The Taxpayer was assessed gross receipts tax based upon receipts reported to the IRS on his Federal Schedule C as receipts from engaging in business. Taxpayer argued that the receipts were wages, which were deductible, pursuant to Section 7-9-17. Taxpayer was a psychiatrist, working for a hospital. He was initially engaged as an independent contractor by the hospital. The hospital reported his compensation on a Form 1099, he was paid on an hourly basis, he was allowed to maintain a private practice, he was required to carry his own malpractice insurance, he accrued no sick or annual leave or other similar employee benefits and the Taxpayer received no reimbursement for his expenses incurred in traveling to the hospital’s various clinics. The hospital directed which clinics the Taxpayer would work at and the times of such work. The hospital scheduled the Taxpayer’s appointments to see patients and provided the working environments at which the Taxpayer performed his services. Later in the same tax year, the Taxpayer became an acknowledged employee of the hospital. The only manner in which the Taxpayer’s relationship with the hospital changed was that he accrued sick and annual leave, his compensation was subjected to withholding taxes and the Taxpayer was offered insurance under the hospital’s health plan. Based upon the control exercised over the Taxpayer’s work schedule and places of work, and the fact that almost nothing changed when he became an acknowledged employee of the hospital, it was concluded that the Taxpayer qualified as an employee of the hospital during the time that the hospital treated him as an independent contractor. The Hearing Officer rejected the Department’s argument that because the Taxpayer, as a medical professional, was required to exercise independent medical judgment in treating the hospital’s patients, the Taxpayer should be treated as an independent contractor. Although the Taxpayer was found to be an employee, the Taxpayer was held to be ineligible to claim the deduction for wages paid to employees for his receipts. This was based upon the fact that the Taxpayer had reported his compensation as receipts from engaging in business on a Federal Schedule C and claimed deductions against those receipts for expenses incurred in his work for the hospital. Taxpayers must report their taxes to the state in a manner which is consistent with the manner they report to the Federal government. Should the Taxpayer amend his federal return to treat his receipts and expenses related to those receipts consistently with his claim that those receipts were wages received as an employee, he is entitled to claim the deduction for such wages. Taxpayer’s protest was granted in part and denied in part.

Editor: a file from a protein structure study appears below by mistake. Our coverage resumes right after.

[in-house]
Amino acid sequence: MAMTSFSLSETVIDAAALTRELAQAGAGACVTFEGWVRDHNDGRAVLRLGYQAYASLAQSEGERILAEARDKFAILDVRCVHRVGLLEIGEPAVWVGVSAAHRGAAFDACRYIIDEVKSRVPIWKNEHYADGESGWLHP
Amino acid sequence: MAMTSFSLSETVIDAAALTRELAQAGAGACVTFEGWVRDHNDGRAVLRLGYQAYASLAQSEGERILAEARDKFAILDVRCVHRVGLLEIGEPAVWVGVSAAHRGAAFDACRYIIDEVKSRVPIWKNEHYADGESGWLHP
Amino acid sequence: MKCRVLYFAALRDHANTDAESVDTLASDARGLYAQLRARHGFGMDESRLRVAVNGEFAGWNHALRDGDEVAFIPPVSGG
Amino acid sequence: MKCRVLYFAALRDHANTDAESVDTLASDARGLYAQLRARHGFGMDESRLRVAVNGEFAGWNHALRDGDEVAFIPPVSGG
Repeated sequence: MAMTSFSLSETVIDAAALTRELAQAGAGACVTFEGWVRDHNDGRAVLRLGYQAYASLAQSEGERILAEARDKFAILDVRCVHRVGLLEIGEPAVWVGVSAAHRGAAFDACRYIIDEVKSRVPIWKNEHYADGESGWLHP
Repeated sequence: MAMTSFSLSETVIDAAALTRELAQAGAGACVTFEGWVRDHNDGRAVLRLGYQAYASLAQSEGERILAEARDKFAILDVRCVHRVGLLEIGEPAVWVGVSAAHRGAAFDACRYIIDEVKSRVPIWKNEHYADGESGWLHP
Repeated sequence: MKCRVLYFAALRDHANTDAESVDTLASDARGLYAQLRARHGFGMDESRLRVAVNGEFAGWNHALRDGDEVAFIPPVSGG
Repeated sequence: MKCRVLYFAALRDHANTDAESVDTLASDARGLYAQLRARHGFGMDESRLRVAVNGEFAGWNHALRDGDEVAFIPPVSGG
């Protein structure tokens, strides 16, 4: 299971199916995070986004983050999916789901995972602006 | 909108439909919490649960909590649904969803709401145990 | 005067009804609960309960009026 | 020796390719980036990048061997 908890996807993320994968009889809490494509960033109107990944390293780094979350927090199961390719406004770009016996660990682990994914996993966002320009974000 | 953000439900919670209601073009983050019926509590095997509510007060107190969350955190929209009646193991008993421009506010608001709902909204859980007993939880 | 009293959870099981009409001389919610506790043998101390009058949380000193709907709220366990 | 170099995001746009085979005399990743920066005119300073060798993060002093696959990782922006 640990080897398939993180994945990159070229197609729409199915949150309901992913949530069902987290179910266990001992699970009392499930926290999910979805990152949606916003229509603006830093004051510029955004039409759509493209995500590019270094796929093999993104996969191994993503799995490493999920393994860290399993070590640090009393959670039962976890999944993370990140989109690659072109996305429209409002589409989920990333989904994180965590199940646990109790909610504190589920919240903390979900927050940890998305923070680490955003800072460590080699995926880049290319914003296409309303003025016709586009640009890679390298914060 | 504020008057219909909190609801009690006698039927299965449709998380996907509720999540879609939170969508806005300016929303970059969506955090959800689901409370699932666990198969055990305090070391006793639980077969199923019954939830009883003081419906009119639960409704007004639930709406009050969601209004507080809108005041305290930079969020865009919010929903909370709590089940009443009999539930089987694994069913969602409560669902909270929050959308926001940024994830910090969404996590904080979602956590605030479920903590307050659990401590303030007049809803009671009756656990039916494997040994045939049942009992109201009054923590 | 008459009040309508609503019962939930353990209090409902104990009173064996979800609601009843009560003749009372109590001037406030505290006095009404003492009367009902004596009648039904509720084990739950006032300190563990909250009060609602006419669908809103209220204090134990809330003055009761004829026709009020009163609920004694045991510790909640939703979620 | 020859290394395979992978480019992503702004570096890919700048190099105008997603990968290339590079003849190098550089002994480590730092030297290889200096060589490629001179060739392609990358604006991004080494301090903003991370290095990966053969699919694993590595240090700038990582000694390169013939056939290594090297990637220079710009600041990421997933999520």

Dr. Edward E. Gilmour